Which Vitamin Deficiency Causes Hair Loss?
Our skin, hair, and nails are often some of the physical signs that something is missing in our diet. Remember that our body only process and absorbs what we feed it, so the saying that you are what you eat isn’t far off.
So when you’ve been experiencing hair thinning lately, you also have to look into your diet because it could also be a huge contributing factor. There are many reasons why people start losing hair, it could be genetic, hair habits, hair product overload, scalp condition. But the most overlooked reason is vitamin deficiency because people typically focus on direct culprits like shampoo or dandruff. But Hair follicles need to have certain vitamins in order to be healthy and allow hair to grow.
This is why it’s important to take your diet seriously and be mindful of what you eat because just because you feel full doesn’t mean your body is getting the nutrients that it needs, let alone your hair. Here are the vitamins that are crucial not just for your health but as well as your hair’s.
Do you know why iron deficiency is such a big deal, even for those who aren’t experiencing hair loss? That’s because when your body lacks iron supply, you don’t just start losing hair, you also suffer from frequent infections, enlarged spleen, very heavy menstrual bleeding, and may develop restless leg syndrome which makes sleeping difficult which is why you feel tired all the time too. To help you fight this, one or two servings of quinoa, chia, cacao, all seaweed, kale, spinach, lentils, or soybeans is a must along with multivitamin intake.
Insufficient zinc intake is one of the most common nutritional deficiencies that cause hair loss in women. This is because zinc is the one responsible for accelerating the regeneration of skin and hair cells. You can get zinc from foods like nuts, seeds, oysters, organic eggs, and lentils.
Essential fatty acids, which can be found in flaxseed oil, salmon oil and primrose oil, will help to improve the texture of your hair and keep it from becoming brittle. If you don’t usually have this in your diet, try luxe’s Ayurvedic Scalp Acupressure, which uses essential oils and premium herms only, regularly to enhance blood circulation for your scalp and nourishes your hair roots which are both vital for hair growth.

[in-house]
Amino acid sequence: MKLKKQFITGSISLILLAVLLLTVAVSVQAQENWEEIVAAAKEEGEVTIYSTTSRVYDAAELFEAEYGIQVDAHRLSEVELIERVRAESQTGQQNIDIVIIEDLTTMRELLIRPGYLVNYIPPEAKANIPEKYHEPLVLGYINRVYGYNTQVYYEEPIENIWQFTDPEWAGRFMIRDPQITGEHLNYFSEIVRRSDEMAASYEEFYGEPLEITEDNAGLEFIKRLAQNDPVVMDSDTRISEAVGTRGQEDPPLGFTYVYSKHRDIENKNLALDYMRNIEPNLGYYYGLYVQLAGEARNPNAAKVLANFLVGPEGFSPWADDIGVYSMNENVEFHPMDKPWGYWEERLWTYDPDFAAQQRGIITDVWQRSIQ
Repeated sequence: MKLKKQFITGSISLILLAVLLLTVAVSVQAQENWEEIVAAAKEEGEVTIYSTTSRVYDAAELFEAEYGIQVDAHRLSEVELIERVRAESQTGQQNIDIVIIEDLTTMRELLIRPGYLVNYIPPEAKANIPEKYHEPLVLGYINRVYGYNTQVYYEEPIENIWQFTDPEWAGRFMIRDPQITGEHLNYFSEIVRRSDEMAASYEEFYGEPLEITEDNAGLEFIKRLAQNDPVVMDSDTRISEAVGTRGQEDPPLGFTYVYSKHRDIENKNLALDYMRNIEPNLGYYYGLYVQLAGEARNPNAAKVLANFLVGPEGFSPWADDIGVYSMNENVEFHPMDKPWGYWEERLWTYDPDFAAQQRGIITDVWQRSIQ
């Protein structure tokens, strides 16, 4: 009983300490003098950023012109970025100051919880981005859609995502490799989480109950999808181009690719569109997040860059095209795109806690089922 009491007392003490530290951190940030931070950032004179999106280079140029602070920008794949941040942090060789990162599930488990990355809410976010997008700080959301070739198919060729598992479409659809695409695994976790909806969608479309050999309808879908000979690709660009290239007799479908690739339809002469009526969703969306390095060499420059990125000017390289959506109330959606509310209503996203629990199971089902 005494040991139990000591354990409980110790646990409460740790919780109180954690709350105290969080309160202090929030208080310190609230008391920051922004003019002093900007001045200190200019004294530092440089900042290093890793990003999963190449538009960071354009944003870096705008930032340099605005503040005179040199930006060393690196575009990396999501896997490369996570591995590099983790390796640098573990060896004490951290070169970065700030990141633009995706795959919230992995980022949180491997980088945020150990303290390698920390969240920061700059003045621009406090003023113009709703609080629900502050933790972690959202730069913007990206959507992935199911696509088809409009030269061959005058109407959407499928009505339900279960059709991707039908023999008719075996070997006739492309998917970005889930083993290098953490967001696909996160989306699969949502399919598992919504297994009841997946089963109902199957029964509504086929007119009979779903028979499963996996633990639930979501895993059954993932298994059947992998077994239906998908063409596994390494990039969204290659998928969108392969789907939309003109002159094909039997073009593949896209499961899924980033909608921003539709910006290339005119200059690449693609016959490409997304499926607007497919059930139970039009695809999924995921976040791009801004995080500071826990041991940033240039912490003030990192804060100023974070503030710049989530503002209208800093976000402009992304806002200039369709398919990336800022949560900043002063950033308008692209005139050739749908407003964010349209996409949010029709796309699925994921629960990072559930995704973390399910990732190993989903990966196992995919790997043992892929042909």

The vitamin D deficiency shortens the anagen phase and prolongs or speeds the onset of telogen and catagen phases. When this hair growth cycle is disrupted, hair loss happens. So you should start spending some time in the sun, just keep in mind that it’s best to get this nutrient from the sun early in the morning, not in the noon. Otherwise, instead of vitamin D, you’ll have harmful UV rays wreaking havoc in your skin.
Vitamin A is one of the best nutrients and the most critical nutrients, for your skin, hair, and nails. Lack of vitamin A in your diet and you’ll have problems like acne, joint pain, poor eyesight, dull skin, pale skin, and, yes, hair loss. To get your daily dose of vitamin A, make sure to incorporate orange fruits and veggies like carrots, sweet potatoes, winter squash, and cantaloupe.
This vitamin increases blood circulation, especially near the scalp. This is necessary for healthy hair follicles, as it provides them with enough oxygen. The follicles are better able to regenerate, and hair will continue to grow. A deficiency of vitamin E can cause the opposite to happen.
Biotin deficiency is rare, as intestinal bacteria are typically able to produce adequate levels of biotin for our body. But when it does happen, skin rash, alopecia, and conjunctivitis take place. Milk, meat, eggs, and whole grains are typical daily food that should be able to provide you enough biotin, but this may also be resolved with daily oral supplementation of biotin.
Your hair is made of 90% protein, so if your diet is lacking in easy-to- digest protein, your hair will suffer. Your best source of protein would be plant foods like lentils, chickpeas, beans, spinach, kale, almonds, peas, nuts, because they’re the friendliest not just to your hair but also to your body, skin, and heart. But if you like to incorporate animal protein, organic pastured eggs and wild fish are your best bet.